Sept. 17, 2014 – By Peter I. Buerhaus, Ph.D, RN, FAAN

Not long ago, I was working with a colleague on a project aimed at determining the areas in the U.S. that are likely to be most impacted by the Affordable Care Act’s health insurance expansions and to assess the capacity of the primary care workforce in these areas. The analysis indicated that much of the rural areas of western mountain states would experience growth in the newly insured that would challenge the area’s existing primary care workforce. This result made me realize how little I understood about the health-related challenges that people living in rural areas face and, similarly, the challenges facing rural health care clinicians. As a health care workforce researcher, I was aware of the longstanding maldistribution problem and knew about some of the policies and programs that have been in place to increase the supply of practitioners in rural areas. But, fundamentally, I did not have a strong understanding of the challenges faced by rural populations and clinicians alike, and I did not have a mental image that would come to mind whenever I heard “rural workforce.” In short, I did not see “faces behind the numbers.”

To address these gaps, I spent the month of May in Laramie, Wyoming, at the University of Wyoming, College of Health Sciences, in the Faye Whitney School of Nursing. The school graciously offered me the use of an office and the dean introduced me to university faculty who helped me learn about the health needs of residents living in rural Wyoming. Additionally, I took two road trips throughout the state to meet with clinicians – physicians, nurse practitioners, nurses, physician assistants—community leaders, business groups, and others to observe first-hand what a primary care practice “looks” and “feels” like in rural Wyoming. These trips and meetings also allowed me to learn how health care is interrelated with the local culture, including employers. I drove hundreds of miles, often crossing endless sage brush desserts (green from Spring rains but not yet in bloom), passed through dozens of “towns” and communities of less than 100 people, walked around small communities in the mountains that rely on tourists, visited the Wind River Reservation, and traversed long stretches of highway where there were no radio signals and the only the prong horn antelope to keep me company.

So, what did I learn? Let me offer five insights.

First, anonymity can be a problem for both people and clinicians in rural areas. Because towns are so small, when someone parks his or her car at the clinic, everyone knows…gossip flies, and some people might even suspect that their friend might be seeing a psychiatrist using that “internet gadget they have at the Clinic.” Clinicians told me they suspect that the lack of anonymity deters some people from coming to the clinic. The other problem with lack of anonymity extends to clinicians themselves. Some told me they are often reluctant to go the grocery store or walk downtown for fear of being spotted and asked for their clinical opinion on “who knows what.” One clinician commented, “People have pulled down their pants to show me things right in the middle of the grocery store, and sometimes I’ll be asked to treat the family pet that is waiting outside. I try to realize that people don’t mean to invade my space, but sometimes I need my privacy, and I don’t need to be told by every patient I see that they heard I had a few beers at dinner at the local bar last night.”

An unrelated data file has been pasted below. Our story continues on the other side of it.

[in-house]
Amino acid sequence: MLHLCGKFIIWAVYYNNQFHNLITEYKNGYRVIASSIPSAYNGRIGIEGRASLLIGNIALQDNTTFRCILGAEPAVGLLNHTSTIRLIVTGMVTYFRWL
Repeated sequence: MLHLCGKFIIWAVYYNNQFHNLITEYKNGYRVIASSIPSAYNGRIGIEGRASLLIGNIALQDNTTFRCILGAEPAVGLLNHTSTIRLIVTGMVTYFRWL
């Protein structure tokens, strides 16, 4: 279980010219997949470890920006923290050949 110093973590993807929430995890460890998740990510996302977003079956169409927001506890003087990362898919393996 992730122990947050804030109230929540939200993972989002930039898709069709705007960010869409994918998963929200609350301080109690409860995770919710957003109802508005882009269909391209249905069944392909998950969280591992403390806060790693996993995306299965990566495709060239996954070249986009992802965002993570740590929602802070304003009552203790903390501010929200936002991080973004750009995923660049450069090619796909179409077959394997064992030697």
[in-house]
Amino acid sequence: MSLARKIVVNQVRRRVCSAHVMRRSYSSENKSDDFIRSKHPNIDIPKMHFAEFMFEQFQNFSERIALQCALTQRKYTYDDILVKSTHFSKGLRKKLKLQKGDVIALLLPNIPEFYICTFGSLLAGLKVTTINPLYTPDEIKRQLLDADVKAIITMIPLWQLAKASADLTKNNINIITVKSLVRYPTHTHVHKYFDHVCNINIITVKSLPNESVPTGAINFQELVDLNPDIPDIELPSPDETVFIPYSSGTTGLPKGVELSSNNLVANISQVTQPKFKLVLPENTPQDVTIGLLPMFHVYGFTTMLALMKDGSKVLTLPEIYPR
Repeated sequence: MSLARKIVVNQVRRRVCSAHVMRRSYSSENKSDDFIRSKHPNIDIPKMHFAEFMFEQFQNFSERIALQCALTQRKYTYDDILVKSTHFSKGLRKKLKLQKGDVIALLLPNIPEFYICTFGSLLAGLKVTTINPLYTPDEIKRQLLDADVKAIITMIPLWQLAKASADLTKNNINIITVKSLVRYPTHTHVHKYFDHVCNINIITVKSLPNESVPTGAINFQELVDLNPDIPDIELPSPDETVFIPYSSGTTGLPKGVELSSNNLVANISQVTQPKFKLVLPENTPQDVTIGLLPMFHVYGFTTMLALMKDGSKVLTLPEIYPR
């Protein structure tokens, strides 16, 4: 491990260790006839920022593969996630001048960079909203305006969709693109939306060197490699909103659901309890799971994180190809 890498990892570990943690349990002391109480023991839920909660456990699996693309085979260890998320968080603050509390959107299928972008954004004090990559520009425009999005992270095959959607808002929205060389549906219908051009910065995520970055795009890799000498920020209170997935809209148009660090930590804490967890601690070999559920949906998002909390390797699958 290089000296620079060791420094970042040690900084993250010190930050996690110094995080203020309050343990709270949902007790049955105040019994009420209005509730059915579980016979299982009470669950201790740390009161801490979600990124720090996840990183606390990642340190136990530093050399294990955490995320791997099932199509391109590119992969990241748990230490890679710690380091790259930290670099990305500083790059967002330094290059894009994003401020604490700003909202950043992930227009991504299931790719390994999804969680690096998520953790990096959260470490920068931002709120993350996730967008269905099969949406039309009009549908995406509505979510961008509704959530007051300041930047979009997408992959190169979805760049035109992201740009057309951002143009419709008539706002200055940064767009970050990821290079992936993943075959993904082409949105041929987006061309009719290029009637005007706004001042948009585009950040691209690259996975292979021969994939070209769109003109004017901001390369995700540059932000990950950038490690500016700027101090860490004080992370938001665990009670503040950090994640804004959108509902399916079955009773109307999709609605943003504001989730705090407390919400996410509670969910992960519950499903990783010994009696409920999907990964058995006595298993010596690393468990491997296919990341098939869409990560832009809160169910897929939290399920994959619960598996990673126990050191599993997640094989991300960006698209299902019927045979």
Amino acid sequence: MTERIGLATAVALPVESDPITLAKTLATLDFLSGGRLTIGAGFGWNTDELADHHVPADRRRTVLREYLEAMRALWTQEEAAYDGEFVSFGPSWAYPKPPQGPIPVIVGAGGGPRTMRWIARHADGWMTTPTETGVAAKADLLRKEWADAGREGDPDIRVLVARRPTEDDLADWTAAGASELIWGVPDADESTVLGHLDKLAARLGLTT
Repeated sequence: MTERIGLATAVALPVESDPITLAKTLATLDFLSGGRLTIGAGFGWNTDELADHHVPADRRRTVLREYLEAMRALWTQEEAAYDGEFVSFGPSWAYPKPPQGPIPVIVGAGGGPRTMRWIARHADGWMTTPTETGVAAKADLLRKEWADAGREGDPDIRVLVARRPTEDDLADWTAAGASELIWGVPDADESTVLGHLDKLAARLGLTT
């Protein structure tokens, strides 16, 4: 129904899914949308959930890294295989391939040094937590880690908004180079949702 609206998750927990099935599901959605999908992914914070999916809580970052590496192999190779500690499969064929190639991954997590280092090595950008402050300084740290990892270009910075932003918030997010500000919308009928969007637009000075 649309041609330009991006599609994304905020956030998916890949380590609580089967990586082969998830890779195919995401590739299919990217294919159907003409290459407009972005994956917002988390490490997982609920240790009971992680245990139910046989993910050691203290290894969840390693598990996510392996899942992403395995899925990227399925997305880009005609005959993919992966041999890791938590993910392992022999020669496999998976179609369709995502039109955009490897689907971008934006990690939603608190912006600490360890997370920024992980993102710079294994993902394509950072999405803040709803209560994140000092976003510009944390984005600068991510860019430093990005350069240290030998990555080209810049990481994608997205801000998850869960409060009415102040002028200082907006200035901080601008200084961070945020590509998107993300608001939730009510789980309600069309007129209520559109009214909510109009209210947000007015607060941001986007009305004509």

Second, a good number of clinicians said the long distances people have to drive to see a health care provider, combined with a “cowboy culture” and a sense of suspicion toward doctors (and lawyers), means that too many people do not come back to the clinic for follow up care. “Getting blood tests and measurements for conditions that aren’t yet visible don’t make sense to many people. You gotta remember that many people won’t come to the clinic for a broken finger or hand, or get sutured for cuts.” I heard clinicians describe their patients as having a “cowboy culture”  that seems to cause people to be willing to bear the pain and “cowboy or cowgirl up” rather than see a clinician. And, I was told, “Many people think my asking them to come back for follow up is more about me charging them a fee, versus improving their health. My staff is increasingly challenged by this attitude, let alone the distance some people would have to drive to get examined.” This clinician went on to state his worry that “all those quality measures that are being developed will not take these factors into account, and I’ll end up getting held accountable just the same.”